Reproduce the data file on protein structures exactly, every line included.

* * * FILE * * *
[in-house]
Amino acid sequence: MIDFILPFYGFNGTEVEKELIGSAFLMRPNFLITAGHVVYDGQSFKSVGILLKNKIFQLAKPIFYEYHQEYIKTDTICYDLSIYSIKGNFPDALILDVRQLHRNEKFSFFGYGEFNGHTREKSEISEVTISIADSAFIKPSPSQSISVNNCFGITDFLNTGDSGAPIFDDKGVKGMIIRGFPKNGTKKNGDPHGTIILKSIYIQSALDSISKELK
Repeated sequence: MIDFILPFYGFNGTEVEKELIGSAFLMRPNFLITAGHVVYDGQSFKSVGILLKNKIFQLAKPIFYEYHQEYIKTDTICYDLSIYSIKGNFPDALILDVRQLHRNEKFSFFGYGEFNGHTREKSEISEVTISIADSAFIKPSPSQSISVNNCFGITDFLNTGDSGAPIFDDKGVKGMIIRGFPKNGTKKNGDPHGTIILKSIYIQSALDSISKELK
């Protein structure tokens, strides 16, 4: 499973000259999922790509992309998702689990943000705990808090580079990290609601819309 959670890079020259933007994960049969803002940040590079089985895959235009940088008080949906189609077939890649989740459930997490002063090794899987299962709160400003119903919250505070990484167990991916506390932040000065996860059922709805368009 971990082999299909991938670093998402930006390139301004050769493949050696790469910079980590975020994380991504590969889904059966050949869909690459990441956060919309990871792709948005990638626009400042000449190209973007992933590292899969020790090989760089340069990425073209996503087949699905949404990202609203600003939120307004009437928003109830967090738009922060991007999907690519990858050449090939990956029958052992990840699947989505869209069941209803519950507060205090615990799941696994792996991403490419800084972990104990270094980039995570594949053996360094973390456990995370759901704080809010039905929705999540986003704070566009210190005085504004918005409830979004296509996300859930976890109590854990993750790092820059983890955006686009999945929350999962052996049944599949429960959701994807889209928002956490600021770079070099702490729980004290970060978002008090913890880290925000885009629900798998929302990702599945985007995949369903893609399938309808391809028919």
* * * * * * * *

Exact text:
[in-house]
Amino acid sequence: MIDFILPFYGFNGTEVEKELIGSAFLMRPNFLITAGHVVYDGQSFKSVGILLKNKIFQLAKPIFYEYHQEYIKTDTICYDLSIYSIKGNFPDALILDVRQLHRNEKFSFFGYGEFNGHTREKSEISEVTISIADSAFIKPSPSQSISVNNCFGITDFLNTGDSGAPIFDDKGVKGMIIRGFPKNGTKKNGDPHGTIILKSIYIQSALDSISKELK
Repeated sequence: MIDFILPFYGFNGTEVEKELIGSAFLMRPNFLITAGHVVYDGQSFKSVGILLKNKIFQLAKPIFYEYHQEYIKTDTICYDLSIYSIKGNFPDALILDVRQLHRNEKFSFFGYGEFNGHTREKSEISEVTISIADSAFIKPSPSQSISVNNCFGITDFLNTGDSGAPIFDDKGVKGMIIRGFPKNGTKKNGDPHGTIILKSIYIQSALDSISKELK
């Protein structure tokens, strides 16, 4: 499973000259999922790509992309998702689990943000705990808090580079990290609601819309 959670890079020259933007994960049969803002940040590079089985895959235009940088008080949906189609077939890649989740459930997490002063090794899987299962709160400003119903919250505070990484167990991916506390932040000065996860059922709805368009 971990082999299909991938670093998402930006390139301004050769493949050696790469910079980590975020994380991504590969889904059966050949869909690459990441956060919309990871792709948005990638626009400042000449190209973007992933590292899969020790090989760089340069990425073209996503087949699905949404990202609203600003939120307004009437928003109830967090738009922060991007999907690519990858050449090939990956029958052992990840699947989505869209069941209803519950507060205090615990799941696994792996991403490419800084972990104990270094980039995570594949053996360094973390456990995370759901704080809010039905929705999540986003704070566009210190005085504004918005409830979004296509996300859930976890109590854990993750790092820059983890955006686009999945929350999962052996049944599949429960959701994807889209928002956490600021770079070099702490729980004290970060978002008090913890880290925000885009629900798998929302990702599945985007995949369903893609399938309808391809028919």